|Al-Ahram Weekly Online
14 - 20 February 2002
|Published in Cairo by AL-AHRAM established in 1875||Current issue | Previous issue | Site map|
Diabetics in dangerThe sharp decline in the Egyptian pound's exchange rate against the dollar is wreaking havoc in unlikely places. Reham El-Adawi investigates the plight of the country's diabetes sufferers
"I inject myself with insulin twice a day before breakfast and supper. Each shot is LE6 (thats LE360 per month) but my salary is about LE600," explained Mustafa Gamal a diabetic of 20 years. "Like most diabetics, I started my treatment with tablets but these lose their effect with time. An insulin injection then became crucial," Gamal said. The injection is both painful and expensive.
"Thankfully my family helped me to bear the expense but as the disease advances complications develop. After 20 years, the disease now affects my liver and my eye-sight."
A shortage of affordable insulin now adds to Gamal's difficulties. "A month ago, I fell into a coma and nearly died because, for three days, I couldn't find the insulin I needed," he told Al-Ahram Weekly.
For a diabetic, insulin is as necessary as air for survival; and yet for the last five months there has been a severe shortage of certain types of insulin and some have totally disappeared form the market.
Wafiq Madbouli, another diabetic, says he stockpiled a huge amount of Mixtard 30/70, one of the most effective types of insulin -- not to mention one of the cheapest costing a relatively low LE6.60 -- as soon as he realised the shortage. "I know that my behaviour is wrong and worsens the problem but what can I do? My condition is very advanced and I can't live without insulin for a single day."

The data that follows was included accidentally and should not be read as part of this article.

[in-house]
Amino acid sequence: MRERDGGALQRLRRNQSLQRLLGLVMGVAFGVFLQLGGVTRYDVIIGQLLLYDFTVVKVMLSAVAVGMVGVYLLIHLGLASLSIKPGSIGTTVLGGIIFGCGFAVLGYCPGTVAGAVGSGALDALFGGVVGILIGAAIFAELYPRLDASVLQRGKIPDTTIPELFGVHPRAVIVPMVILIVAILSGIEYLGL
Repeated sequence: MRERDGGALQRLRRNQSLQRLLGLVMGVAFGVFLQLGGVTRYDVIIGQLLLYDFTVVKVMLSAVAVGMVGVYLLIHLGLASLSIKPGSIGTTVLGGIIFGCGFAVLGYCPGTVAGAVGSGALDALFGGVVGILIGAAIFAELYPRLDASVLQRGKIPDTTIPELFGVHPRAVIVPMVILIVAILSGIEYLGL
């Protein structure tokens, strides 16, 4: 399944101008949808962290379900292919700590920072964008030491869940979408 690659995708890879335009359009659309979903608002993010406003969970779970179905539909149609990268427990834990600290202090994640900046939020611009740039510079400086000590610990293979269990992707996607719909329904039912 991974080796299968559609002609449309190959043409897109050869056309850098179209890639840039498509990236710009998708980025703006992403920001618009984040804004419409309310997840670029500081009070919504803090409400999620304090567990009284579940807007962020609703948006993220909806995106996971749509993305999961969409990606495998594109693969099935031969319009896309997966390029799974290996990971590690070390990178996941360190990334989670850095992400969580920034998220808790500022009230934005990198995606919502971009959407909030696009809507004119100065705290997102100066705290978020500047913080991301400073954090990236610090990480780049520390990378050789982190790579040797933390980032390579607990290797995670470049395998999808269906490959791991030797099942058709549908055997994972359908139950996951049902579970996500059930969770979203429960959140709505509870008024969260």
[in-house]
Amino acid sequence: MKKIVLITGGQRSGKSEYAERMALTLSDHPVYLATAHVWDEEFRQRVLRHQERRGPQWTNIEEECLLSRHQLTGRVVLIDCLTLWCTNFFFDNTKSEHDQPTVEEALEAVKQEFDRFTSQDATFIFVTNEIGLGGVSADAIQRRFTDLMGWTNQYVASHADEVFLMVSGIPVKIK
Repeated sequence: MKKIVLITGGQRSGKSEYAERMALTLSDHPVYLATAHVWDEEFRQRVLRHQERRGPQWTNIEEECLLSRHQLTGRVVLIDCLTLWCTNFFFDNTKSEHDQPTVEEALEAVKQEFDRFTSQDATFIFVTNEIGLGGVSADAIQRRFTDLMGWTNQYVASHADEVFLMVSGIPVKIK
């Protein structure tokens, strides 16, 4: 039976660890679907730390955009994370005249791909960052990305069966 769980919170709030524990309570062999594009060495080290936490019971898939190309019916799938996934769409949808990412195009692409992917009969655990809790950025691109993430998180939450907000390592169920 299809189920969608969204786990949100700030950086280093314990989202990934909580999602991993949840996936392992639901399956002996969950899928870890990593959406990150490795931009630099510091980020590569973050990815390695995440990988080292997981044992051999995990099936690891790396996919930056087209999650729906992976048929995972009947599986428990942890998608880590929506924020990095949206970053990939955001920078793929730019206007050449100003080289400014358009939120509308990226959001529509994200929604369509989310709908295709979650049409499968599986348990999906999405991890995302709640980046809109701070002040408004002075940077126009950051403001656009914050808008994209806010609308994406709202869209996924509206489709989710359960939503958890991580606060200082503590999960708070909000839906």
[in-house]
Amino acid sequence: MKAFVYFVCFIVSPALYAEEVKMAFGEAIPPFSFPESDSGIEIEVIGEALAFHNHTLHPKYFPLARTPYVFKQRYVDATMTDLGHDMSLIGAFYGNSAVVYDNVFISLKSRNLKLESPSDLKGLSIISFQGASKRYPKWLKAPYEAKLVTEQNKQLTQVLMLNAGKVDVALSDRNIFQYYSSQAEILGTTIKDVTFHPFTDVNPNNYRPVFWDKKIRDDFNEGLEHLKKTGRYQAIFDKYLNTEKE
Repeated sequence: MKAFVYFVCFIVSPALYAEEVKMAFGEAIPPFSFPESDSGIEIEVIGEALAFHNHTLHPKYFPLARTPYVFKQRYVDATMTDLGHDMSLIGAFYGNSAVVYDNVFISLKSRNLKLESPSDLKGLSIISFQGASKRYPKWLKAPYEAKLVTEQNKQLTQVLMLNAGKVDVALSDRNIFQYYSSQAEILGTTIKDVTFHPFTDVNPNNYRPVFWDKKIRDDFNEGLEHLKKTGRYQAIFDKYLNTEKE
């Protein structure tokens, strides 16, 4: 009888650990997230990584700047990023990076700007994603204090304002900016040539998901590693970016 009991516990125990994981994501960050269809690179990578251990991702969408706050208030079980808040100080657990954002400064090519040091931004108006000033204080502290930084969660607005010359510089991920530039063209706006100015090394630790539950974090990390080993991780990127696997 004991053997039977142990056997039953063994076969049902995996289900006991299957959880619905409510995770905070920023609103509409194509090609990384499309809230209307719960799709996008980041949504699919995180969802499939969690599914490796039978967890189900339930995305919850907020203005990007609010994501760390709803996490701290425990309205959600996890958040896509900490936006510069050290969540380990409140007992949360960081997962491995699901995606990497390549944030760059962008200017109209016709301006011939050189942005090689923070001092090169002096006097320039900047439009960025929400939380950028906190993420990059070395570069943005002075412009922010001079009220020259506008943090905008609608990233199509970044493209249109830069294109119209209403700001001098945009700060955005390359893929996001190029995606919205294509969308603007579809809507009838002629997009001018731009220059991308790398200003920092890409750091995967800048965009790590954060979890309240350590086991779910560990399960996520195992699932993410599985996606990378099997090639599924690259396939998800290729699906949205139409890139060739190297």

The insulin drought was confirmed by Michael Victor, a pharmacist in Al-Manial district. "Everyday, I apologise to dozens of patients who are desperate for insulin. Many complain that they weren't injected for two days. I receive only ten boxes per day of the cheap types of insulin. These invariably are sold out in half an hour and all that is left is brands costing LE40 to LE90: a price most can't afford."
In an attempt to solve the problem, the Minister of Health Ismail Salam, announced this week that the price of Mixtard 100 would be decreased from LE40 to LE31. However, according to many regular users of insulin interviewed by the Weekly, this is not much a solution since this type of Mixtard is not used widely.
And while the shortage of insulin has been a front page news story for months, the existence of an insulin crisis is strongly denied by Galal Ghourab, chairman of the Egyptian Holding Company for Medicine. He argues there is only a shortage in the Mixtard 30/70. He claims that since the beginning of the shortage, imports of Mixtard 30/70 have increased from 300,000 to 600,000 boxes a months. Ghourab explained that currently, the Health Ministry pays LE40 million a year in insulin subsidies, but that this figure needs to increase to compensate for the growth in consumption and the rise in the exchange value of the dollar against the Egyptian pound. He told the Weekly that the company is involved in international negotiations to manufacture the drug locally.
But Mustafa El-Hadari, head of the medicine policies department at the Ministry of Health, accuses the Egyptian company -- a Health Ministry affiliate -- of reducing insulin imports and distribution following the devaluation of the pound in July 2001.